Particularly efficient star formation in M 33
Université Bordeaux 1; CNRS; Laboratoire d'Astrophysique, Observatoire de Bordeaux, OASU; UMR 5804, 33270 Floirac, France e-mail: firstname.lastname@example.org
2 IRAM, 300 rue de la piscine, 38406 Saint-Martin-d'Hères, France
Accepted: 6 July 2007
The Star Formation (SF) rate in galaxies is an important parameter at all redshifts and evolutionary stages of galaxies. In order to understand the increased SF rates in intermediate redshift galaxies one possibility is to study star formation in local galaxies with properties frequently found at this earlier epoch like low metallicity and small size. We present sensitive observations of the molecular gas in M 33, a small Local Group spiral at a distance of 840 kpc which shares many of the characteristics of the intermediate redshift galaxies. The observations were carried out in the CO(2–1) line with the HERA heterodyne array on the IRAM 30 m telescope. A region in the northern part of M 33 was observed, reaching a detection threshold of a few 103 . The correlation in this field between the CO emission and tracers of SF (8 μm, 24 μm, Hα, FUV) is excellent and CO is detected very far North, showing that molecular gas forms far out in the disk even in a small spiral with a subsolar metallicity. One major molecular cloud was discovered in an interarm region with no HI peak and little if any signs of SF – without a complete survey this cloud would never have been found. The radial dependence of the CO emission has a scale length similar to the dust emission, less extended than the Hα or FUV. If, however, the ratio varies inversely with metallicity, then the scale length of the H2 becomes similar to that of the Hα or FUV. Comparing the SF rate to the H2 mass shows that M 33, like the intermediate redshift galaxies it resembles, has a significantly higher SF efficiency than large local universe spirals. The data presented here also provide an ideal test for theories of molecular cloud formation and cover a new region in parameter space, where . We find that a simple pressure-based prescription for estimating the molecular to atomic gas fraction does not perform well for M 33, at least in the outer parts. On the other hand, we show that the molecular gas fraction is influenced by (i) the total Hydrogen column density, dominated in M 33 by the HI, and (ii) the galactocentric distance.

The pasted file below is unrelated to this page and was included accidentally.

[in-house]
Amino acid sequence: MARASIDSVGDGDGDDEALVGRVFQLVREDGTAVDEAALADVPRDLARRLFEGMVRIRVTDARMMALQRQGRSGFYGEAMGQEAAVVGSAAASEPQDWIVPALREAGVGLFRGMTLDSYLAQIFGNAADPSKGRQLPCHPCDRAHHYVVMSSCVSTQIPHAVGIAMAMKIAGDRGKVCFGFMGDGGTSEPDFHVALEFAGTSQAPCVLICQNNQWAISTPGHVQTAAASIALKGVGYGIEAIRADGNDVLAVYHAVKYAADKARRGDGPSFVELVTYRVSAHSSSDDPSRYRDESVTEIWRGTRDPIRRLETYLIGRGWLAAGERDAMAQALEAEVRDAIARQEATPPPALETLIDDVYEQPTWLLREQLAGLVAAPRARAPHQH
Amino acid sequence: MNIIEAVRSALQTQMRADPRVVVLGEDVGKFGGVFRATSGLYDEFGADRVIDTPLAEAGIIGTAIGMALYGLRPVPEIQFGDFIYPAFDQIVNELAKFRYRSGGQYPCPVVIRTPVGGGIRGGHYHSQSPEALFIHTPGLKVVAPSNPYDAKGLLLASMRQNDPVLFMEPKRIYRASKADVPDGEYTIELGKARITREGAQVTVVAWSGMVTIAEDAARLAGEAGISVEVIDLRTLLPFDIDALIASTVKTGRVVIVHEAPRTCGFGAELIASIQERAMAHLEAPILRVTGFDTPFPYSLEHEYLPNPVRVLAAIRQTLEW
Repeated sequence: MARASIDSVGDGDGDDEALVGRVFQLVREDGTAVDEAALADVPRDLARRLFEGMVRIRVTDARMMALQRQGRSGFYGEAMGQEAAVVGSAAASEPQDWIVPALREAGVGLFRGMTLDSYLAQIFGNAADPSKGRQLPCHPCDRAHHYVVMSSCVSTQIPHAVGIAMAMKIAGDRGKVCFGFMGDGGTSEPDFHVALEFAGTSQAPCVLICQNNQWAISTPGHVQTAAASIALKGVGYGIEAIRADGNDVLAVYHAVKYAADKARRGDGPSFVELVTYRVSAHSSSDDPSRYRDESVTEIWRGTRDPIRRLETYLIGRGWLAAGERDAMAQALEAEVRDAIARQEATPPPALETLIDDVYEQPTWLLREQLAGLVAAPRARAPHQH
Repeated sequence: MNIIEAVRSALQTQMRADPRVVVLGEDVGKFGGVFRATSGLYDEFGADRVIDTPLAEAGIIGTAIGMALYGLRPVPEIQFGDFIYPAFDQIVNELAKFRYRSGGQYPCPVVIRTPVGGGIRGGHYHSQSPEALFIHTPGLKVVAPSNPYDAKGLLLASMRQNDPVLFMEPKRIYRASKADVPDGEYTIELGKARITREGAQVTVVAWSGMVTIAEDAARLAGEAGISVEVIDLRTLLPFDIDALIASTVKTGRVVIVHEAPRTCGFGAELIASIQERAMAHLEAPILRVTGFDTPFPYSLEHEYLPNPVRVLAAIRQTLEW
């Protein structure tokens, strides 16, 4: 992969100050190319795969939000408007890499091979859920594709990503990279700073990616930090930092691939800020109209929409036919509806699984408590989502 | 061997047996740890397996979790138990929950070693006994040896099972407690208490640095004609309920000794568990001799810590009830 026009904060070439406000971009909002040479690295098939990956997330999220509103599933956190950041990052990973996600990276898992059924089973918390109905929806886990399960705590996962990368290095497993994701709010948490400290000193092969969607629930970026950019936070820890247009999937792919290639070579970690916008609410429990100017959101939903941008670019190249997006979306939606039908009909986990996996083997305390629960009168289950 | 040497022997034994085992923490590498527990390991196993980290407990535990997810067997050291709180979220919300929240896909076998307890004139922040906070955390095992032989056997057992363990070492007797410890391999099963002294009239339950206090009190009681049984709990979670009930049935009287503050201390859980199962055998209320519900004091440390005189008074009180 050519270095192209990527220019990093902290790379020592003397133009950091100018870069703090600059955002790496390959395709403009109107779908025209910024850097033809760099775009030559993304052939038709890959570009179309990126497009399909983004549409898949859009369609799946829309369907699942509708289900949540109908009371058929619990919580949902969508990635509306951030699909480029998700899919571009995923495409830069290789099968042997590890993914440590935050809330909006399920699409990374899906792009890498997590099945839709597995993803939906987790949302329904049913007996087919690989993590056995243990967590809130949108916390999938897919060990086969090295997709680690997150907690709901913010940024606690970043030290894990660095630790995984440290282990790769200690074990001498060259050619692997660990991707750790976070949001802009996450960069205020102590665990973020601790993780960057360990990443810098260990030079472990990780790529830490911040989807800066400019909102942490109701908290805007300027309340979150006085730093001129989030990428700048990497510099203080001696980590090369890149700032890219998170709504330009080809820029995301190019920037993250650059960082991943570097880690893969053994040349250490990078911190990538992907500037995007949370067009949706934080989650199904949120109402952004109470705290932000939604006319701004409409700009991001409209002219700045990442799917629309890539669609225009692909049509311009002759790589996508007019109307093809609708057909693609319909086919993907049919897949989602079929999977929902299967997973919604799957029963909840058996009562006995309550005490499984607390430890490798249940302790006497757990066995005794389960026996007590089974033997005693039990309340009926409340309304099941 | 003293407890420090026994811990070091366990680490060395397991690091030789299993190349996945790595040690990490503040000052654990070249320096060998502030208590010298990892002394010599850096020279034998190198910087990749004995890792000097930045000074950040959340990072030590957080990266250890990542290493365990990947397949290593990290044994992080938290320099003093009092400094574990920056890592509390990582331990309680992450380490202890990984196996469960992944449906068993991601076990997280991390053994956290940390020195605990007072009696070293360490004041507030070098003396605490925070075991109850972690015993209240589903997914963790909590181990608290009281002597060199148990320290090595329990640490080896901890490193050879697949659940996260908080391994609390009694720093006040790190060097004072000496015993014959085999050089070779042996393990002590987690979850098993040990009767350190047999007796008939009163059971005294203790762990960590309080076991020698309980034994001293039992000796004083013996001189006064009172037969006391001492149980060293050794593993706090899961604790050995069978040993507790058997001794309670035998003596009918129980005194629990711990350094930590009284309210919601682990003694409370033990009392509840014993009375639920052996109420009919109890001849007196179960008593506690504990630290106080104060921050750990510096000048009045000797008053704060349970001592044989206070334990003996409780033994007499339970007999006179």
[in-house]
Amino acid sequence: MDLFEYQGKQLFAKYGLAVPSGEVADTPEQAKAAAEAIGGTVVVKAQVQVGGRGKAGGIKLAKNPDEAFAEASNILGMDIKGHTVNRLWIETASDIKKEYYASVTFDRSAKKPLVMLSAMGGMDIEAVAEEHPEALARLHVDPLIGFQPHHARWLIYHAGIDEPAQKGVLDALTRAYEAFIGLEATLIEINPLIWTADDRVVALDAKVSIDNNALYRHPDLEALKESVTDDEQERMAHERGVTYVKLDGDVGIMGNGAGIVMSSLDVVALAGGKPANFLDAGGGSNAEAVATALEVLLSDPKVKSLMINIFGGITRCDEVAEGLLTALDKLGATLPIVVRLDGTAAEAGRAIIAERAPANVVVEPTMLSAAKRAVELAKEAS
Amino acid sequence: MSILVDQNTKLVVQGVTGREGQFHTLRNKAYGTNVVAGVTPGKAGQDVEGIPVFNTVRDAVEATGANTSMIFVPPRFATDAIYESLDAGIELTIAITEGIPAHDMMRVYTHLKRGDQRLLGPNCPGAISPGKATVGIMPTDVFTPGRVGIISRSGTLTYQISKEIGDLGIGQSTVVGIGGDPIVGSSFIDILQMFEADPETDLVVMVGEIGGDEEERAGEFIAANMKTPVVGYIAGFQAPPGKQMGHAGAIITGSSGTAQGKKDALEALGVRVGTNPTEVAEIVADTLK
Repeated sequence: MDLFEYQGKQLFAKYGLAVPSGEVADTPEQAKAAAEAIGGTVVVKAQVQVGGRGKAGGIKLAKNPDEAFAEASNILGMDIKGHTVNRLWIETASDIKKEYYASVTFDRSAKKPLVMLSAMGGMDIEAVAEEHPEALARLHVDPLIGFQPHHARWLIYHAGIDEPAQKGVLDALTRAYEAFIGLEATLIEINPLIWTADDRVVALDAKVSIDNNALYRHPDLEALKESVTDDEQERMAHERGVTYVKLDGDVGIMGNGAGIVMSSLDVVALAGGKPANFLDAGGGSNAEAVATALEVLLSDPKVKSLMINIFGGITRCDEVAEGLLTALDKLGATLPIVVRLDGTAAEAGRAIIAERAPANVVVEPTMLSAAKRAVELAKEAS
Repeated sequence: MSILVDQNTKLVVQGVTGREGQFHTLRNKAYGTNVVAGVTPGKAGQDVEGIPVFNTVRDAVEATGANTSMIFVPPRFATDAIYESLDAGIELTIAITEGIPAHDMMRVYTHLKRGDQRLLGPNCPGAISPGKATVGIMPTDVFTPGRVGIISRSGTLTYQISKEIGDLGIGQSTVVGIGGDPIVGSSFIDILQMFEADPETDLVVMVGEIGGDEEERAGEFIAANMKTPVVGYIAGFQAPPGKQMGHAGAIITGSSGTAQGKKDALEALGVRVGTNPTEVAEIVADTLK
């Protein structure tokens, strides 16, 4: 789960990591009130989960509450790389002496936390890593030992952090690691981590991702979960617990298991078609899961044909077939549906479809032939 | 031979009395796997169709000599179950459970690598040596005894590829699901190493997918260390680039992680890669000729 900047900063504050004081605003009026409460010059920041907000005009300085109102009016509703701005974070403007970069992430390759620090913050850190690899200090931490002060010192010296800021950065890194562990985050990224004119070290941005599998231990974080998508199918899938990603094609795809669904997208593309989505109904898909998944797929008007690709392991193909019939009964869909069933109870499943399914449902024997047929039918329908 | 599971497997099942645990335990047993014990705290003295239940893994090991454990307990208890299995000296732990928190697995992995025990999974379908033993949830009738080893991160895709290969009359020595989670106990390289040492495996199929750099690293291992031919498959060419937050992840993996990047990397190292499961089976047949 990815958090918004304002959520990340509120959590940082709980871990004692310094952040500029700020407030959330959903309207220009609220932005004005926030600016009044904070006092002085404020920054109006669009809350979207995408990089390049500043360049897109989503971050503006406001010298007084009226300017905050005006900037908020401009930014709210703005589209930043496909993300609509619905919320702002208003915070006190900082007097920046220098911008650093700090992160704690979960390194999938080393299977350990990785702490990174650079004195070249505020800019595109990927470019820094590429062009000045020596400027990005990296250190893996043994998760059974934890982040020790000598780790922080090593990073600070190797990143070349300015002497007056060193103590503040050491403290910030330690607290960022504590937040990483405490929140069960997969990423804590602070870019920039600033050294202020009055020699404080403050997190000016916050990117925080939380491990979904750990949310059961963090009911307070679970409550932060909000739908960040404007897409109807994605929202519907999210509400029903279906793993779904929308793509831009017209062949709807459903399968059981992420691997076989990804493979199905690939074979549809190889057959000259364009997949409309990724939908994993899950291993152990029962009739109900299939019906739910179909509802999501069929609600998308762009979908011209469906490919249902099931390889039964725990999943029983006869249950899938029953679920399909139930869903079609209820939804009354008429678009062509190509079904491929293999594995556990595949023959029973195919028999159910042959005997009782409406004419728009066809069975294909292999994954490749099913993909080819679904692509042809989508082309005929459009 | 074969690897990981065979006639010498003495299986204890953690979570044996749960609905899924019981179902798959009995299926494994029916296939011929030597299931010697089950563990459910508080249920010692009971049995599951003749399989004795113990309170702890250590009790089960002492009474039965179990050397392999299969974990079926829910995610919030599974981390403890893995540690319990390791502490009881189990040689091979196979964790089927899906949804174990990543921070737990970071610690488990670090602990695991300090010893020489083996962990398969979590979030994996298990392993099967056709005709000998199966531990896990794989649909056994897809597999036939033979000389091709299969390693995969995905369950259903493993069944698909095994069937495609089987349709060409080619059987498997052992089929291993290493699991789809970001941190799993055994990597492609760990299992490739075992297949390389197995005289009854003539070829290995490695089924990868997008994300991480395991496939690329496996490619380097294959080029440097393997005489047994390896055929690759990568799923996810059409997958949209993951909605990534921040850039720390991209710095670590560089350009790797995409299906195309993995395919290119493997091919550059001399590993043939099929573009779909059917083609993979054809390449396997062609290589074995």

Key words: galaxies: individual: M 33 / galaxies: ISM / galaxies: Local Group / galaxies: spiral / stars: formation / galaxies: evolution
© ESO, 2007